Billions of years of treasures from the Earth and beyond can be found on our treasure hunt at the Natural History Museum. Perfect for families with kids, book a Dinosaur Scavenger Hunt and explore this ‘Cathedral to Nature’! This purpose built Victorian building is an architectural wonder, with every wall and column covered in climbing monkeys, ancient creatures, foliage and fossils. Discover the earliest fossil bones ever unearthed, the man who named them “dinosaurs” and meet your ape-like ancestors as you race against the clock and through the whole universe to reach the tricera-top score! There are only 80 million specimens in the museum, how hard can it be?!
The idea is simple: compete against each other, or the clock, to photograph your team in front of as many pieces as possible within a given amount of time (90 mins to 2 hrs). A variety of additional THATMuse bonus challenges, from the embarrassing to the illuminating, are embedded in your treasure text, ensuring that hunters read about their treasure — making the hunt educational, fun & interactive!
Photo credit (above): Diliff
Please scroll down (on this page) for themes, sample & prices
Dinosaurs & Extinct Beasts
This inaugural hunt at the Natural History Museum takes you through millions of years of history. Meet extinct creatures from the frightful T-rex to the flightless dodo. Find space rocks that predate Earth, mammoths hunted by early man, and marine reptiles that ruled the ancient oceans.
SOPHIE THE STEGASAURUS
Wyoming, United States, Late Jurassic, 155-150 million years ago
Sophie is the most complete of her species, with 85% of the bones intact. She – or he, we can’t know — took 18 months to unearth in 2003. Look closely to see that only the left foreleg, the base of the tail, and a few other small bones are missing. Stegosaurus likely used its spiked tail for defence. Looks dangerous, right? The plates on the back, however, remain a mystery. Maybe they cooled the dinosaur down, or maybe they scared away predators. Dinosaur skeletons like Sophie have been popular since 1868, when the first dinosaur skeleton was shown in Philadelphia. For 10 THATMuse Points, pay attention throughout the hunt to find the name of the first dinosaur ever discovered. The way they are posed are guesses of how the dinosaurs stood, but new technology is changing how we understand these prehistoric beasts. Please earn 30 THATMuse Points for creating a photo with all team members using their hands as Stegosaurus plates on the largest team member’s body. Score 10 THATMuse Points if you find the name of a prehistoric fern located in one of the displays behind Sophie (to the right of the escalator) used as a design in the museum’s pillars. Grab 10 THATMuse Points if you can photograph a fern in the museum’s architecture.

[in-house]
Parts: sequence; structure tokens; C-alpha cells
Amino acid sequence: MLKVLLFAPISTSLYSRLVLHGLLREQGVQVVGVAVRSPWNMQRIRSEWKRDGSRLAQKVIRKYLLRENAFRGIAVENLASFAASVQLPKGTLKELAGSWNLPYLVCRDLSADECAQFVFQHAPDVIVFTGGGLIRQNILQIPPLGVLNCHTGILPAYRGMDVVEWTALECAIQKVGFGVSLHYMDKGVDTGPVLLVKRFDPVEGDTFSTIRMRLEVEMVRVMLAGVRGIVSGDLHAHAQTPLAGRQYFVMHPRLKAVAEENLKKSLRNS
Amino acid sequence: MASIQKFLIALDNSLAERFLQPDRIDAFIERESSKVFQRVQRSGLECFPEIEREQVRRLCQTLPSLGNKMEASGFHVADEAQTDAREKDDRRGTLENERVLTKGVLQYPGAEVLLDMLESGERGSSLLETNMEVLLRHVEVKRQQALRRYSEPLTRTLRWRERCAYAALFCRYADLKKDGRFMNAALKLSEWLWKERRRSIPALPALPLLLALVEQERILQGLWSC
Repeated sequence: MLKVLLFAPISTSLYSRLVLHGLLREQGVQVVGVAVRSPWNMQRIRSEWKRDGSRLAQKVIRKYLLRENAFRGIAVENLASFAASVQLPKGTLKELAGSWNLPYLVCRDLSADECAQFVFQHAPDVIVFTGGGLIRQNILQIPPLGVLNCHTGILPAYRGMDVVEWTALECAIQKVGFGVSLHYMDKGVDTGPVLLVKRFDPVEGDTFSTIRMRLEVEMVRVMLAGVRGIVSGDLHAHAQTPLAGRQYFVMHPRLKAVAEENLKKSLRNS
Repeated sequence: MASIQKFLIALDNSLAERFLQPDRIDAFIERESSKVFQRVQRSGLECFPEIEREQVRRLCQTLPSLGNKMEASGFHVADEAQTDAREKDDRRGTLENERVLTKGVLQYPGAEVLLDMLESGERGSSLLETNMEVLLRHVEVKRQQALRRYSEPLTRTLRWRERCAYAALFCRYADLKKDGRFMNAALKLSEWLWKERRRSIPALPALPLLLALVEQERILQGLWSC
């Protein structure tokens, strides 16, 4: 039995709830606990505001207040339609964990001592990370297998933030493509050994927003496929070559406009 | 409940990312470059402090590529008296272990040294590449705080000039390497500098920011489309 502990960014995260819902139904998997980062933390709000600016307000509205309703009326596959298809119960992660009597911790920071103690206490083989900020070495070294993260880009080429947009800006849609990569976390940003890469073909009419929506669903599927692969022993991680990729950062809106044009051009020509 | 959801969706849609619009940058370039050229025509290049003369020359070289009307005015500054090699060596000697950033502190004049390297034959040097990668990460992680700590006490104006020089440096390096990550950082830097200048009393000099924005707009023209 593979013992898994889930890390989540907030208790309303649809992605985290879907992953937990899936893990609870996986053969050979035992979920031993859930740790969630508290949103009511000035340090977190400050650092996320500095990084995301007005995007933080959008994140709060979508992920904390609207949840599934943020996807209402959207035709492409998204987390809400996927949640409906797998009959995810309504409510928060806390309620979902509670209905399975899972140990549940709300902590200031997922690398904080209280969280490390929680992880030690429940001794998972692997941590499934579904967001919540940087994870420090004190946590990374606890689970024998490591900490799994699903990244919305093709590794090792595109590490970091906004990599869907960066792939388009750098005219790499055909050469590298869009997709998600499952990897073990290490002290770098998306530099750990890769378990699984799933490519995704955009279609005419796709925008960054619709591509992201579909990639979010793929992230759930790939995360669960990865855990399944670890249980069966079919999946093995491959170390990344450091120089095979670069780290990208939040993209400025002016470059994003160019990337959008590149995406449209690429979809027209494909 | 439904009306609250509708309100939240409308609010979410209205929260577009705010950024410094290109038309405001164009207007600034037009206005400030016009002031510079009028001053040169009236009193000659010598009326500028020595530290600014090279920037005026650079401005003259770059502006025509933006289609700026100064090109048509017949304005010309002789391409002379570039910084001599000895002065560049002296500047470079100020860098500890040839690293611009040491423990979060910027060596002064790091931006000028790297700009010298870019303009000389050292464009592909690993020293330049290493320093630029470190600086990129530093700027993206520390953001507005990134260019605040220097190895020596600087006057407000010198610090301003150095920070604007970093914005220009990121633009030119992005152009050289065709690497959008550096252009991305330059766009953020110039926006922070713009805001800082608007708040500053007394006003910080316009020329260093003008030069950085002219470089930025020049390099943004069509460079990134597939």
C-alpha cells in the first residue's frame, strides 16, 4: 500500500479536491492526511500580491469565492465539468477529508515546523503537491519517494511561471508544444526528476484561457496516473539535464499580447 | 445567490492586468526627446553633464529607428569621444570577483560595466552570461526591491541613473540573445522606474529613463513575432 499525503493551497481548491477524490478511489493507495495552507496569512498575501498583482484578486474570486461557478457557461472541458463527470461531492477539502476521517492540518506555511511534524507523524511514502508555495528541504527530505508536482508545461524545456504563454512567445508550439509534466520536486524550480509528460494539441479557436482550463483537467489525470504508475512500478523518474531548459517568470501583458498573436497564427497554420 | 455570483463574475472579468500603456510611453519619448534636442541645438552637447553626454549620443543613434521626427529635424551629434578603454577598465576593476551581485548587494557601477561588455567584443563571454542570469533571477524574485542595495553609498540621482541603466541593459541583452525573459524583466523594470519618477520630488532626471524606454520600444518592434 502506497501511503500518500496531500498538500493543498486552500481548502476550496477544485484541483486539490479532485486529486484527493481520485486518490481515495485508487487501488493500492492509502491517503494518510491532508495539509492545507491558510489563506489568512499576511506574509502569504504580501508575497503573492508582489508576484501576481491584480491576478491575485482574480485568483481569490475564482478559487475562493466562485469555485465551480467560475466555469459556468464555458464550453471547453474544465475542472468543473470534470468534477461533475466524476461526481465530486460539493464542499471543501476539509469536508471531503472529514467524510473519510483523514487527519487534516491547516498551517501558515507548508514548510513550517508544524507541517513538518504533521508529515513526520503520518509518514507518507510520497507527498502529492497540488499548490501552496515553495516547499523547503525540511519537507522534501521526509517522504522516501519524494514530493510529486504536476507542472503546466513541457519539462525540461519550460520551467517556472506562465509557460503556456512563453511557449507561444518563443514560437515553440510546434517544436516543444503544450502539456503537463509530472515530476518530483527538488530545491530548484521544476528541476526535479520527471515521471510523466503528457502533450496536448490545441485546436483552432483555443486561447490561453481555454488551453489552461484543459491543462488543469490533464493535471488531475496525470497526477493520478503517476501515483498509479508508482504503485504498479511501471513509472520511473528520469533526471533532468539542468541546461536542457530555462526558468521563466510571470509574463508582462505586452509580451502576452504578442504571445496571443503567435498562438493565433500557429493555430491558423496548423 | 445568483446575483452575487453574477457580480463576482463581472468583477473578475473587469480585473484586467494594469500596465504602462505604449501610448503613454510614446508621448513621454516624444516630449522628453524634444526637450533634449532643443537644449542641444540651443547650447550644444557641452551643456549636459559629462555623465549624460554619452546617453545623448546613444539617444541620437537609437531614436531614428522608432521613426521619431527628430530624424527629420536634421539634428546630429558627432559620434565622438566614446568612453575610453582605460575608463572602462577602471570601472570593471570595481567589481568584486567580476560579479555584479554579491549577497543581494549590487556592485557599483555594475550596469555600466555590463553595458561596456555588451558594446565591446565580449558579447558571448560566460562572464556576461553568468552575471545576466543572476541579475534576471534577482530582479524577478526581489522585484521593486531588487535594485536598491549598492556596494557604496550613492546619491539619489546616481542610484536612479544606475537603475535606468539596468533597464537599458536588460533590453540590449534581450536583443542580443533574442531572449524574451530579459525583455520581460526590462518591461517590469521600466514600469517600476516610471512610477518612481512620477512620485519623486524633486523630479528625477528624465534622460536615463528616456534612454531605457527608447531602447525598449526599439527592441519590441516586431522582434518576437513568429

CLASSIC HUNT: £80 for families (6 people or fewer)
LUXE HUNT: £300/3 hours (6 people or fewer), including score tallying & prize-giving ceremony!
GROUP HUNT:contact us here for a quote (corporate team building, b’day parties, hen hunts, etc)
Open 10 – 5:50 pm every day
8 Cromwell Rd, Kensington, London SW7 5BD
TUBE / METRO
Equidistant from the South Kensington & Gloucester Road
Routes 14, 49, 70, 74, 345, 360, 414, 430 and C1 stop closest to the NHM
There are 3 separate entrances to the NHM:
Cromwell Road: This entrance is open and has step-free access. Closest Tube station: South Kensington
Exhibition Road: This entrance is open and has step-free access. Closest Tube station: South Kensington
Queen’s Gate: This entrance may be open during busy periods, such as holidays and half term. Closest Tube station: Gloucester Road
No tickets needed — the Natural History Museum is free to visitors (although a £5 donation is suggested).